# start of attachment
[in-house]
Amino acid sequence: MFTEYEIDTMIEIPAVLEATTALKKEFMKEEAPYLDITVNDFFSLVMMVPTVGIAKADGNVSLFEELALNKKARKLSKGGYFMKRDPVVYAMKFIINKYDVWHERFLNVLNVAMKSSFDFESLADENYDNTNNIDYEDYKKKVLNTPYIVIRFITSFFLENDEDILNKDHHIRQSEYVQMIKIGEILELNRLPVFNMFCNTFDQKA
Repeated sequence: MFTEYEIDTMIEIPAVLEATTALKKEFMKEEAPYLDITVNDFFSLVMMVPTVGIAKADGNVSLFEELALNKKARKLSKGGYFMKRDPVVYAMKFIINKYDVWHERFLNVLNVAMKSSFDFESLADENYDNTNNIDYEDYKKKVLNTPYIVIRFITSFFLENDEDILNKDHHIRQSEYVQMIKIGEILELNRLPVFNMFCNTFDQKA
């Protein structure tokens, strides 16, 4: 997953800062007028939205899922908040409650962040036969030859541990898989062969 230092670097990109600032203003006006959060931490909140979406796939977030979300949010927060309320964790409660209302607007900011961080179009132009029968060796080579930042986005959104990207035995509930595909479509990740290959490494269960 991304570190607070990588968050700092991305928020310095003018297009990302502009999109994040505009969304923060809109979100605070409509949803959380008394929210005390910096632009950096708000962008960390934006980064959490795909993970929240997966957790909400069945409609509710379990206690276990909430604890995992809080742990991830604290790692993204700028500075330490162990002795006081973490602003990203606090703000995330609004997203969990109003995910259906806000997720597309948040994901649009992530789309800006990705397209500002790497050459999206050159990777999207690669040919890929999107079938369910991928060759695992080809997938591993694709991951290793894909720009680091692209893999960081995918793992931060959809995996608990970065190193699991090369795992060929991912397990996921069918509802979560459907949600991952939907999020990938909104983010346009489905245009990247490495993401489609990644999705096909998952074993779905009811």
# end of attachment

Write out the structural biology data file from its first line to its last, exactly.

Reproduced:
[in-house]
Amino acid sequence: MFTEYEIDTMIEIPAVLEATTALKKEFMKEEAPYLDITVNDFFSLVMMVPTVGIAKADGNVSLFEELALNKKARKLSKGGYFMKRDPVVYAMKFIINKYDVWHERFLNVLNVAMKSSFDFESLADENYDNTNNIDYEDYKKKVLNTPYIVIRFITSFFLENDEDILNKDHHIRQSEYVQMIKIGEILELNRLPVFNMFCNTFDQKA
Repeated sequence: MFTEYEIDTMIEIPAVLEATTALKKEFMKEEAPYLDITVNDFFSLVMMVPTVGIAKADGNVSLFEELALNKKARKLSKGGYFMKRDPVVYAMKFIINKYDVWHERFLNVLNVAMKSSFDFESLADENYDNTNNIDYEDYKKKVLNTPYIVIRFITSFFLENDEDILNKDHHIRQSEYVQMIKIGEILELNRLPVFNMFCNTFDQKA
């Protein structure tokens, strides 16, 4: 997953800062007028939205899922908040409650962040036969030859541990898989062969 230092670097990109600032203003006006959060931490909140979406796939977030979300949010927060309320964790409660209302607007900011961080179009132009029968060796080579930042986005959104990207035995509930595909479509990740290959490494269960 991304570190607070990588968050700092991305928020310095003018297009990302502009999109994040505009969304923060809109979100605070409509949803959380008394929210005390910096632009950096708000962008960390934006980064959490795909993970929240997966957790909400069945409609509710379990206690276990909430604890995992809080742990991830604290790692993204700028500075330490162990002795006081973490602003990203606090703000995330609004997203969990109003995910259906806000997720597309948040994901649009992530789309800006990705397209500002790497050459999206050159990777999207690669040919890929999107079938369910991928060759695992080809997938591993694709991951290793894909720009680091692209893999960081995918793992931060959809995996608990970065190193699991090369795992060929991912397990996921069918509802979560459907949600991952939907999020990938909104983010346009489905245009990247490495993401489609990644999705096909998952074993779905009811």